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Here's a YouTuber doing some tests.


Was a lot faster there.

Displaying gobs of output in a terminal is pretty much the most useless benchmark you can do for a terminal emulator. You never watch output that goes by faster than you can read, unless you're actively watching movies through aalib or libcaca.

I would be happy to have a "framedrop" equivalent for terminals when this happens, as it's totally useless from my perspective.

Not to say that optimizing throughput it's useless (total time adds up over the course of a day), but latency and start-up time are really what matters in a terminal emulator.

It's also hard to measure correctly, because some terminal features such as output reflow and ligature support hide major spikes in latency that you only experience occasionally but can be incredibly annoying (say hi to all url regex matchers!).

alacritty felt absolutely abysmal in the latency department when I last tried it one year ago, which is even worse than most libvte based terminals.

kitty is much better, but it's not exactly a lightweight terminal. It still starts in no less than a full second compared to mere a tenth of a second of urxvt, xterm or mlterm. urxvt always felt more consistent to me, but all three outclass pretty much all other terminals I ever tried.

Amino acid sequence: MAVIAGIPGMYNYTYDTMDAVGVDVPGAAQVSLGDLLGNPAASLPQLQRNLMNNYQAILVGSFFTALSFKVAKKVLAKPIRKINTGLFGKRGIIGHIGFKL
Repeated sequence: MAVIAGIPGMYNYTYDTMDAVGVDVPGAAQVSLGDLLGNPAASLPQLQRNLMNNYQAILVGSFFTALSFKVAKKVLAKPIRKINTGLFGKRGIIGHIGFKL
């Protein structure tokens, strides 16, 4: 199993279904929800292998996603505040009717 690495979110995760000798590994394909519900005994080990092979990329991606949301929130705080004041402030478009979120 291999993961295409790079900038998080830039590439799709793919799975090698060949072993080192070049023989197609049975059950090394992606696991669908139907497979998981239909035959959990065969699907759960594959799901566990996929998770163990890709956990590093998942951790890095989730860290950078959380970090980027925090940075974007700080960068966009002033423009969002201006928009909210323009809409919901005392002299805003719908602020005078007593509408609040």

For those using a tiling window manager, the built-in tabbing and multi-window support is pretty much useless too. Having true-color support is probably the only big argument I can see, which is nice to have for inband images, but again.. something rarely used in practice.

> You never watch output that goes by faster than you can read, unless you're actively watching movies through aalib or libcaca.

This is not true for me.

During development I often run programs that spew an enormous quantity of log output, and I'm watching to see if I notice a pattern in the output visually, or if it just looks normal. Either some critical or warning message in a different colour or boldface, or a shape to the messages that I'd recognise.

Although in principle I could use various output filters, grep etc., sometimes that's effort and I'd rather just run the thing and have it run quickly.

Also it's convenient to have all the output readily available if I do want to look at something that happened, as I can scroll to that place and look at pages of surrounding context in detail. If I use output filters, then I have to faff about re-running the program with different filters, or with all outputs enabled so I can step through everything around the event of interest.

Admittedly sometimes its better to output to a file and search the file, but sometimes visual output at 60Hz works quite well.

I have been known to skim manuals very fast as well. I guess in the era when man pages were everything, I got used to scrolling really fast to look for things of interest. It's interesting that a brain is able to recognise particular word-forms that flick by extremely fast, much faster than reading them. I've had people tell me they cannot do this, so I guess it's a learned skill.

Not only that, but when some terminal program decides to spew a bunch of output again and you don't want to interrupt it, you're going to have to wait until it's finished before you regain control.

No one wants to waste their time waiting for something that could be done already.

So faster terminal output can make a real, useful difference in everyday use.

For this situation, an action to skip output until it settles would be even better. A fast terminal isn't as fast as no terminal.

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